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A simple Ajax JSF 2.0 example

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In my previous blog post, I talked about the New Composite Component feature of JSF. I’ll come back to that shortly, but I’d like to talk about another new feature: integrated Ajax support. While this part of the specification is still being finalized, I thought it might be worthwhile to see what a simple example of the Ajax support in JSF 2.0 will look like. (Don’t worry, I’ll tie this together with Composite Components in a future posting.

Now, before I start, please keep in mind that the final version of JSF 2.0 will make this even easier, with a declarative (tag based) way to call out to Ajax in JSF. But for now, we’ll have to be content with the Javascript centric approach described below. Also, to use this example, you’ll have to use Glassfish v3 prelude, updated to build 5 of the JSF 2.0 EDR2 release via the updatetool – just released a couple hours ago. And if that doesn’t say “this is Alpha level code”, I don’t know what does.

A fairly common “hello world” type ajax example is a counter – so let’s build an app that counts upward. We’ll need a simple bean to store the count, as well as increment it and reset it:

import javax.faces.event.ActionEvent;
import javax.faces.model.ManagedBean;
import javax.faces.model.SessionScoped;

@ManagedBean(name = "count")
public class Count {
    Integer count = 0;

    public Integer getCount() {
        return count++;

    public void reset(ActionEvent ae) {
        count = 0;

Note that unlike JSF 1.2, you can set up your managed bean without using the facesconfig.xml file – instead, you can just use annotations.

Now, we’ll look at the facelets file that we’ll be using, and then we’ll go through line by line. Here’s the facelets file:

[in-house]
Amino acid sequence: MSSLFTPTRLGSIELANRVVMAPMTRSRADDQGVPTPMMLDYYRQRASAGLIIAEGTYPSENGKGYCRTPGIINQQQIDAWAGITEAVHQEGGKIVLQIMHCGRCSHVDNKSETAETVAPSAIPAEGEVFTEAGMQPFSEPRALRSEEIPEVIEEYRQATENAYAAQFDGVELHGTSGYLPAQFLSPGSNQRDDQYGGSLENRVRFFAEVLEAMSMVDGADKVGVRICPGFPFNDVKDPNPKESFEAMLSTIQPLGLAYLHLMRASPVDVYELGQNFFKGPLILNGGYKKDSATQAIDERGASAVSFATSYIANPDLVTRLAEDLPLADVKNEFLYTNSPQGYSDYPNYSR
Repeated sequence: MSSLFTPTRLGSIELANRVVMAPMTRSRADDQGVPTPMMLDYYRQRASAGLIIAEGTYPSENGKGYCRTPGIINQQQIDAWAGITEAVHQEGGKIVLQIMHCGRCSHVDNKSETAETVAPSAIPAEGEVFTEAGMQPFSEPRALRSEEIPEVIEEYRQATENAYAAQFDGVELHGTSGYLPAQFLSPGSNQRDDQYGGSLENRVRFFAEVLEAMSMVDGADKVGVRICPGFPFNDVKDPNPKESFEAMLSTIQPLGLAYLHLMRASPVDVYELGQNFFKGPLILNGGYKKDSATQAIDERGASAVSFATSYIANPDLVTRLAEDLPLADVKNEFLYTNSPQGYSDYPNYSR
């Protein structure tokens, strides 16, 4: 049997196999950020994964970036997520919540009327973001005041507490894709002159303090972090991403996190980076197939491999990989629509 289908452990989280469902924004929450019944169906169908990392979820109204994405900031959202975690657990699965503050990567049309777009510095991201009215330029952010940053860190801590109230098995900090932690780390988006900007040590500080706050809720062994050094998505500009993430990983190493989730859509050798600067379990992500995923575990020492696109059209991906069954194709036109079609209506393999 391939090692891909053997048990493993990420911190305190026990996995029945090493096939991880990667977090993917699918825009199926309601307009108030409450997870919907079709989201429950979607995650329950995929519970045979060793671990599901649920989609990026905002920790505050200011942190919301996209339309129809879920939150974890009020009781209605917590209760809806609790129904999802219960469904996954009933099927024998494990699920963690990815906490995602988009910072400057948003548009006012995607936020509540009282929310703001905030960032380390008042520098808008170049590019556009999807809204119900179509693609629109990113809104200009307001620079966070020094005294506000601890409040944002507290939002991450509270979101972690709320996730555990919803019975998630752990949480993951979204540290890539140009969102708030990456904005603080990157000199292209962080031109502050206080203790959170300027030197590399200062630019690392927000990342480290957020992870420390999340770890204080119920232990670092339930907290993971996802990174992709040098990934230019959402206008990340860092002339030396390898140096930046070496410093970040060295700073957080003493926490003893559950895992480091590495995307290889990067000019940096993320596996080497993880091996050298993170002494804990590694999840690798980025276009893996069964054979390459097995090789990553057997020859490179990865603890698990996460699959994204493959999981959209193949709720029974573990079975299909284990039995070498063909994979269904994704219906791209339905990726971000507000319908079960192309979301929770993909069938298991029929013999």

<!DOCTYPE html PUBLIC "-//W3C//DTD XHTML 1.0 Transitional//EN"
<html xmlns="http://www.w3.org/1999/xhtml" 
    <meta http-equiv="Content-Type" content="text/html; charset=iso-8859-1"/>
    <h:form id="form1" prependId="false">
        <h:outputScript name="jsf.js" library="javax.faces" target="head"/>
        <h:outputText id="out1" value="#{count.count}"/>
        <!-- Increment the counter on the server, and the client -->
        <h:commandButton id="button1" value="Count"
                         onclick="jsf.ajax.request(this, event, {execute: this.id, render: 'out1'}); return false;"/>
        <!-- Resets the counter -->
        <h:commandButton id="reset" value="reset"
                            onclick="jsf.ajax.request(this, event, {execute:'reset', render: 'out1'}); return false;"

This form paints three widgets: An outputText, and two commandButtons.
outputText “out1” has the contents of the count value. “button1”, when pressed updates (and hence increments) the “out1” field and only that field” – there’s no full page reload. Similarly, “reset” resets the counter value, and updates the “out1” field, and only that field. Useful? Not really, unless you were to put a bunch of other things on the page, and didn’t want to refresh the entire page.

The h:outputScript tag says that we should include the JSF ajax library into our page. This is necessary for the call to jsf.ajax.request that we later make.

Note that even though the “out1” output text is the target of our ajax, it doesn’t contain any unusual markup.

Then, we have “button1” – it’s onclick method does two things – call jsf.ajax.request, and return false. The false return, for those not versed in JavaScript, means that it doesn’t actually call submit on the enclosing form.

The jsf.ajax.request call, on the other hand, takes three parameters. The first is the calling object, this. The second is the calling event, event. You’ll typically just use these values, so don’t worry too much about them.

The last parameter is a JavaScript object with two properties – an execute property, which takes list of the ids of all the JSF components that we would like to execute – since we’re executing this button, we’ll include it in the list as ‘this.id’. The second property is all the JSF components that we want to render – in this case, that’s just ‘out1’. That tells JSF to update the displayed value of the outputText component, above.

Lastly, we have ‘reset’ – it’s onclick is pretty much identical, but there’s an additional attribute, “actionListener”. Since we’re already executing ‘reset’, that means that JSF will call that method as part of the button push.

Hopefully this example was pretty clear – and fairly simple. Any questions? Ask below. (I’ll be doing more complex examples as the month progresses.)

Update: I’ve updated this example to be more clear, and to conform with the latest JSF 2.0 PR release.

(This article was originally published on my java.net blog on November 5, 2008.)


Written by jamesgdriscoll

February 9, 2010 at 6:31 PM

Posted in Java, JSF, web

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